How to easily consolidate data from different sources in Java?

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Solution: esProc – the professional computational package for Java


esProc is a class library dedicated to Java-based calculations and aims to simplify Java code. SPL is a scripting language based on the esProc computing package. It can be deployed together with Java programs and understood as a stored procedure outside the database. Its usage is the same as calling a stored procedure in a Java program. It is passed to the Java program for execution through the JDBC interface, realizing step-by-step structured computing, return the ResultSet object.

Same type data sources

Some databases support cross-database queries but generally require the same type of database by mapping a data table in another database or using a special computing gateway. SPL submits SQL statements to various databases through multiple threads executed parallel by these databases. Their respective calculation results are returned and then summarized and processed and provided to the application program.

A telecommunications company uses the table userService to store user service information, which is stored in multiple databases by region, and the data is summarized as follows using SPL:





2 fork A1 =connect(A2)
=B2.query@x("select product_no,sum(allDuration) sallDuration,sum(allTimes) sallTimes,sum(localDuration) slocalDuration ,sum(localTimes) slocalTimes from userService where I0419=? group by product_no", argType)
4 =A2.conj()
5 =A4.groups(product_no;sum(sallDuration):ad,sum(sallTimes):at,sum(slocalDuration):ld,sum(slocalTimes):lt)

The statement fork starts four threads in parallel, and each thread fetches data from the corresponding database and returns the grouped and summarized results to the main thread. Finally, the main thread merges the calculation results of the sub-threads, performs grouping and summarization again, and returns the final result set. It involves parallel calculations, merging, grouping, and other structured data calculations. If it is done directly in Java, the code is very lengthy.

This block of code can be debugged or executed in esProc IDE, or stored as a script file (like condition.dfx) for invocation from a Java program through the JDBC interface. Below is the code for invocation:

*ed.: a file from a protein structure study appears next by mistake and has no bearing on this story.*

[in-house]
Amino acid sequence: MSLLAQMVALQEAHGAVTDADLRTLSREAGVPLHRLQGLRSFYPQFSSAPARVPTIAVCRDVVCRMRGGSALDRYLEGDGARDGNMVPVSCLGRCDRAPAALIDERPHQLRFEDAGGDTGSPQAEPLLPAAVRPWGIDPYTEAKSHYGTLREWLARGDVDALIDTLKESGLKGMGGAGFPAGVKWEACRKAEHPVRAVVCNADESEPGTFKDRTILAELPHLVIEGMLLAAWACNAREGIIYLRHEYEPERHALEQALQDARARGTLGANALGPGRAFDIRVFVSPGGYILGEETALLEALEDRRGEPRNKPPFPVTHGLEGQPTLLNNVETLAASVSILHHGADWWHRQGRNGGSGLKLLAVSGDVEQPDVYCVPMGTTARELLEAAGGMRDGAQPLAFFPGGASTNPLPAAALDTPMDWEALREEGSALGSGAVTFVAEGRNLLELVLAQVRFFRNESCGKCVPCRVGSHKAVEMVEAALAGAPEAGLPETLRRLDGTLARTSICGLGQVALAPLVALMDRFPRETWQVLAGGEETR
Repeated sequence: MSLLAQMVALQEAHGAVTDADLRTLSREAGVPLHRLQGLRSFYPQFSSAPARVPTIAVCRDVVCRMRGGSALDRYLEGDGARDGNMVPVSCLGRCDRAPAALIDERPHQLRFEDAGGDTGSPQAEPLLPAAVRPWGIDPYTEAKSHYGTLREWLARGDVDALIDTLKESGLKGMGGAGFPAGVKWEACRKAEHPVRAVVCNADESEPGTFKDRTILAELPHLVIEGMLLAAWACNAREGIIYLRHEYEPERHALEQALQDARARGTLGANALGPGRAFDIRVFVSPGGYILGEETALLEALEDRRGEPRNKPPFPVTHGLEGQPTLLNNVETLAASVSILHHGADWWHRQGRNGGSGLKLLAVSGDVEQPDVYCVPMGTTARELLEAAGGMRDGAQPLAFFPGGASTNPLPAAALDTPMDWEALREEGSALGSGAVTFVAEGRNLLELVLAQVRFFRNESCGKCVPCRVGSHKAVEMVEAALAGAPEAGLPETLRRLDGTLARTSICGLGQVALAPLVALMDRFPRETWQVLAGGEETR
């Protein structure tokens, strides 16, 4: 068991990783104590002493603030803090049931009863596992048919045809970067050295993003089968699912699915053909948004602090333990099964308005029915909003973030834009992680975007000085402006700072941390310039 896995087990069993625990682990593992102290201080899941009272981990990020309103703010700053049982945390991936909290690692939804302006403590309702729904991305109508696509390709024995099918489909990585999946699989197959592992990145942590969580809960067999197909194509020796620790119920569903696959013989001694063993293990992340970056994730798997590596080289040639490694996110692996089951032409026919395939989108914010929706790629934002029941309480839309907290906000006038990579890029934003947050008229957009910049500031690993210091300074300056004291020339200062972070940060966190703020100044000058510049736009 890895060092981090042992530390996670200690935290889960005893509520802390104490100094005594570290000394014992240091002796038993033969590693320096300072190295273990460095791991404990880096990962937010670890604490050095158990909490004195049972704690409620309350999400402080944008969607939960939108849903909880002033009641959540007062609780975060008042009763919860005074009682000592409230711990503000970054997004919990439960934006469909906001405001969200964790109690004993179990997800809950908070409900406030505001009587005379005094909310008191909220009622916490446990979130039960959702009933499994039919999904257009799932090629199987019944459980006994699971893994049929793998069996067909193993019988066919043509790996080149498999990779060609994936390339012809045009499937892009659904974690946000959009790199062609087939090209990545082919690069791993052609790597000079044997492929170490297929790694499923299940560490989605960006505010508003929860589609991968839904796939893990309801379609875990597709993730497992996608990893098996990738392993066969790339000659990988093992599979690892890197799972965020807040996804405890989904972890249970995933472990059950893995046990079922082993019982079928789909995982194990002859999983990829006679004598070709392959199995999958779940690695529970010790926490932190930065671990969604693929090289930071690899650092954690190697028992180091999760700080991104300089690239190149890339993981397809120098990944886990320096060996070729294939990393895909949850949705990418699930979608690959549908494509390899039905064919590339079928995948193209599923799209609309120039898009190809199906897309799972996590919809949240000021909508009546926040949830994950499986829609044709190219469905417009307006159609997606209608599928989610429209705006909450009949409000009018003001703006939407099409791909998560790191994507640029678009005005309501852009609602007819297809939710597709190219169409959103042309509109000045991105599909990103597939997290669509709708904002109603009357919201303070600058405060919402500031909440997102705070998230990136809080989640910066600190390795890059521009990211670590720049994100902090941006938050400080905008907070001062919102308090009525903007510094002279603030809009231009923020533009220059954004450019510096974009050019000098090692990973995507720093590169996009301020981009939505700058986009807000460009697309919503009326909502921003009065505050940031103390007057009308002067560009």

package Test;
  import java.sql.Connection;
  import java.sql.DriverManager;
  import java.sql.ResultSet;
  import java.sql.Statement;
  public class test1 {
      public static void main(String[]   args)throws Exception {
          Connection connection   =DriverManager.getConnection("jdbc:esproc:local://");
          Statement statement =   connection.createStatement();
          ResultSet result =   statement.executeQuery("call condition.dfx");
          if(connection != null)   connection.close();



For details on integration with Java programs, please refer to How to Call an SPL Script in Java

If the data table is the same, but the database type is different, you can execute the same SQL statement through SPL:



>sql="SELECT *   FROM sales WHERE WEEKOFYEAR(orderdate) = 35"











If the amount of data is large, SPL also has a cursor reading method. You can bind calculations on the cursor, such as grouping by the Dept field of the Employees table, summarizing the Amount field of the Orders table, and implementing association and grouping calculations on the cursor. Thus, large data calculations can be done using small memory.



=orcl.cursor("select EId, Dept from   Employees order by EId")


=mysql1.cursor("select SellerId, Amount from   Orders order by SellerId")


=joinx(A2:O,SellerId; A1:E,EId)



Different types of data sources

Data often comes from a variety of heterogeneous data sources, such as relational databases (oracle, db2, MySQL), nosql databases (MongoDB), HTTP data sources, Hadoop (hive, hdfs), and even excel or text files. Usually, it is necessary to gather all the data into one database for calculation, which will increase a lot of workloads. However, if SPL is used to achieve heterogeneous data association, not only can the existing data storage process remain unchanged, but the development workload is also very small. Furthermore, because SPL has a wealth of structured algorithms, it is easy to implement related queries and subsequent calculations and is often simpler than SQL.

For example, the sales data is stored in MongoDB and the salesperson information table from the DB2 database. Therefore, the calculation example is as follows:

1 >hrdb=connect(“db22”)
2 =hrdb.query(“select * from employee where state=?”,state)
3 =mongodb(“mongo://localhost:27017/test?user=test&password=test”)
4 =A3.find(“orders”,,“{_id:0}”).fetch()
5 =A4.switch@i(SELLERID,A2:EID)
7 >hrdb.close()
8 >A3.close()
9 result A6

For another example, the text is associated with JSON, sales.txt is a structured text separated by tabs, and city.json is an unstructured JSON string. There is a foreign key relationship between the second column of sales.txt and part of the text in city.json. The two files are connected as a two-dimensional table.


The SPL code is implemented as follows:

1 =json(file(“/workspace/city.json”).read())
2,#1.(#1):desc,(firstblank=pos(desc," "),left(desc,firstblank-1)):key,right(desc,len(desc)-firstblank):value)
3 =file(“/workspace/sales.txt”).import@t()
4 =join(A3:sales,#2;A2:city,key)
5 =A4.switch@i(SELLERID,A2:EID)

More SPL applications

Refer to Use SPL in applications